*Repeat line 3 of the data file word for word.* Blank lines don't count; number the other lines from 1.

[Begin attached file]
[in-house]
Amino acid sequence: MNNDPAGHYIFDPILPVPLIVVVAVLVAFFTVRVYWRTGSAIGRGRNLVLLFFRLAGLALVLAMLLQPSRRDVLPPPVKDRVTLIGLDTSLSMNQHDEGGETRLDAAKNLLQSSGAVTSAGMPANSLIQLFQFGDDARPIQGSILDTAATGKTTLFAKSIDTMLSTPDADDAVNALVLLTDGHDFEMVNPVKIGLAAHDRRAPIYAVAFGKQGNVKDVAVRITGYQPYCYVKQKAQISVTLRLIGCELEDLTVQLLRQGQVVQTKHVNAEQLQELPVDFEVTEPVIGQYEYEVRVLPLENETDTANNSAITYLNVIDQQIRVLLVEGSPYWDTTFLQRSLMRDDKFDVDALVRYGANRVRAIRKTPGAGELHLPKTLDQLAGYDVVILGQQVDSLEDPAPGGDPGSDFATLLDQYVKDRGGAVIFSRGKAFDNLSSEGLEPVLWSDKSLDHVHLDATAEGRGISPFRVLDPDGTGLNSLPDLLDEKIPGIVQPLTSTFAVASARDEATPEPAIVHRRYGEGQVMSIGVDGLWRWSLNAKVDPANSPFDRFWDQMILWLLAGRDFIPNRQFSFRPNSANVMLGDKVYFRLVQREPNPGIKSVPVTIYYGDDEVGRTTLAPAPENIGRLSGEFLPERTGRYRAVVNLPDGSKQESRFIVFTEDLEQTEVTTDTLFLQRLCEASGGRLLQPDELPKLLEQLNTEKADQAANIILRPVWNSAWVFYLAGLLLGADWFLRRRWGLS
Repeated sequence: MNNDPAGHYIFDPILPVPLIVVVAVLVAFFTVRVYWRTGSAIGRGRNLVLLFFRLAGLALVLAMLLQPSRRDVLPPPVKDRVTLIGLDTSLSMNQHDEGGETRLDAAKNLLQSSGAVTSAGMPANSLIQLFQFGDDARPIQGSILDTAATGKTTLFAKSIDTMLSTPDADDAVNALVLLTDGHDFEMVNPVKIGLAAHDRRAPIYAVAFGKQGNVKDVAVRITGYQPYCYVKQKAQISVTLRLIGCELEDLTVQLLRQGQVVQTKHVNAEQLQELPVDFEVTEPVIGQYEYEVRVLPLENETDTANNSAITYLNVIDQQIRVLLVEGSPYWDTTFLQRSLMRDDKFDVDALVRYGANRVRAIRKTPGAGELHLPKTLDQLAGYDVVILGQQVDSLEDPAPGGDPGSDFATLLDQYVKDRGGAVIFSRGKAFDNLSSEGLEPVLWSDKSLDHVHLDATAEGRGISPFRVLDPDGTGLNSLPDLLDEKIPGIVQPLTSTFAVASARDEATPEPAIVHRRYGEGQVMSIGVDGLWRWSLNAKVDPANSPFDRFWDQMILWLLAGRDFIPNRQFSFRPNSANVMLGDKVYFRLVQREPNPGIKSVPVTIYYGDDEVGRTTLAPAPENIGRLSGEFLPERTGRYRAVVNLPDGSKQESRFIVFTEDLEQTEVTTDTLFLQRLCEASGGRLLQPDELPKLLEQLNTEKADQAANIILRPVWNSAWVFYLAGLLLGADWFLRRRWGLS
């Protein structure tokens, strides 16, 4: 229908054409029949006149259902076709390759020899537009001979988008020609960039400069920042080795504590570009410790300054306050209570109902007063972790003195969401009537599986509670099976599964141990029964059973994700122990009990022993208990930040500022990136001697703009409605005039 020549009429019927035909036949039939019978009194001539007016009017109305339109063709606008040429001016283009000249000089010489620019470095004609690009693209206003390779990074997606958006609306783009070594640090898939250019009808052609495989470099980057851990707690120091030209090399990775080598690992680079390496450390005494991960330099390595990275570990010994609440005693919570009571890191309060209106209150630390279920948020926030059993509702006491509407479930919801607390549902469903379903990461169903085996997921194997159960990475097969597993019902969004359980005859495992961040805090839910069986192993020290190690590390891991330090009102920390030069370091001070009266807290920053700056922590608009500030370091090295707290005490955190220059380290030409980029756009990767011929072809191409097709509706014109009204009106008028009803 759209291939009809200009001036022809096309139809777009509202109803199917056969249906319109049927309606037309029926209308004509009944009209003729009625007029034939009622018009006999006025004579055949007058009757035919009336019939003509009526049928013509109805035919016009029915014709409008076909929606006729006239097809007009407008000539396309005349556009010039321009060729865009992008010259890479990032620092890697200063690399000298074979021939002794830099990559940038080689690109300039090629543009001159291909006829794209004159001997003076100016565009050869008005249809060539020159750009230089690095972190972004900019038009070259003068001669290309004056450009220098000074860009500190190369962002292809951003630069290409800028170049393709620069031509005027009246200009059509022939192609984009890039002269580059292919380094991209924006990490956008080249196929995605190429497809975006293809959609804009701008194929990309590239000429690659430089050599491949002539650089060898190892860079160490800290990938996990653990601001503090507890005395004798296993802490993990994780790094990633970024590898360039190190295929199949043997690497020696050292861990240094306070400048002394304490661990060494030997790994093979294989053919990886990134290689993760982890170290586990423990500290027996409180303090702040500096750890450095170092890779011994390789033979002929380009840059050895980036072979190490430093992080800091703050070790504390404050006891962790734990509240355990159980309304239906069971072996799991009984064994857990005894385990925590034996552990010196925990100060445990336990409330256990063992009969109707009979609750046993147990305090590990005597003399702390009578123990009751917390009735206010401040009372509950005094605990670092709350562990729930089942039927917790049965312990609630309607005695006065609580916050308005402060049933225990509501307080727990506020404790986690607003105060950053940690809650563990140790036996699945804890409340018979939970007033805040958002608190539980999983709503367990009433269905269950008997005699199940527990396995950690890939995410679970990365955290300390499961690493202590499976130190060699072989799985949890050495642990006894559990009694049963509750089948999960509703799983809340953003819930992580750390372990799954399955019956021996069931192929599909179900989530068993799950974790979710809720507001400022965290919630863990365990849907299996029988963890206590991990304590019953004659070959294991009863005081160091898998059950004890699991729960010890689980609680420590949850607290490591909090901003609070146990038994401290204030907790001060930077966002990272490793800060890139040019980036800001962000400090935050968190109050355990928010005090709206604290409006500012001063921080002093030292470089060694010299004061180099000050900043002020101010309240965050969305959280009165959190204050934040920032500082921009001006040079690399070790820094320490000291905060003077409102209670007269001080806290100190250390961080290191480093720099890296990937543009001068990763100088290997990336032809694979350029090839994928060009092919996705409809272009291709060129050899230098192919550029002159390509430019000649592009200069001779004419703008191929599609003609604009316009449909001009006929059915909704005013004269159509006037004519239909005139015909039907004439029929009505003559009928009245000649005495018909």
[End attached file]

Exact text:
Repeated sequence: MNNDPAGHYIFDPILPVPLIVVVAVLVAFFTVRVYWRTGSAIGRGRNLVLLFFRLAGLALVLAMLLQPSRRDVLPPPVKDRVTLIGLDTSLSMNQHDEGGETRLDAAKNLLQSSGAVTSAGMPANSLIQLFQFGDDARPIQGSILDTAATGKTTLFAKSIDTMLSTPDADDAVNALVLLTDGHDFEMVNPVKIGLAAHDRRAPIYAVAFGKQGNVKDVAVRITGYQPYCYVKQKAQISVTLRLIGCELEDLTVQLLRQGQVVQTKHVNAEQLQELPVDFEVTEPVIGQYEYEVRVLPLENETDTANNSAITYLNVIDQQIRVLLVEGSPYWDTTFLQRSLMRDDKFDVDALVRYGANRVRAIRKTPGAGELHLPKTLDQLAGYDVVILGQQVDSLEDPAPGGDPGSDFATLLDQYVKDRGGAVIFSRGKAFDNLSSEGLEPVLWSDKSLDHVHLDATAEGRGISPFRVLDPDGTGLNSLPDLLDEKIPGIVQPLTSTFAVASARDEATPEPAIVHRRYGEGQVMSIGVDGLWRWSLNAKVDPANSPFDRFWDQMILWLLAGRDFIPNRQFSFRPNSANVMLGDKVYFRLVQREPNPGIKSVPVTIYYGDDEVGRTTLAPAPENIGRLSGEFLPERTGRYRAVVNLPDGSKQESRFIVFTEDLEQTEVTTDTLFLQRLCEASGGRLLQPDELPKLLEQLNTEKADQAANIILRPVWNSAWVFYLAGLLLGADWFLRRRWGLS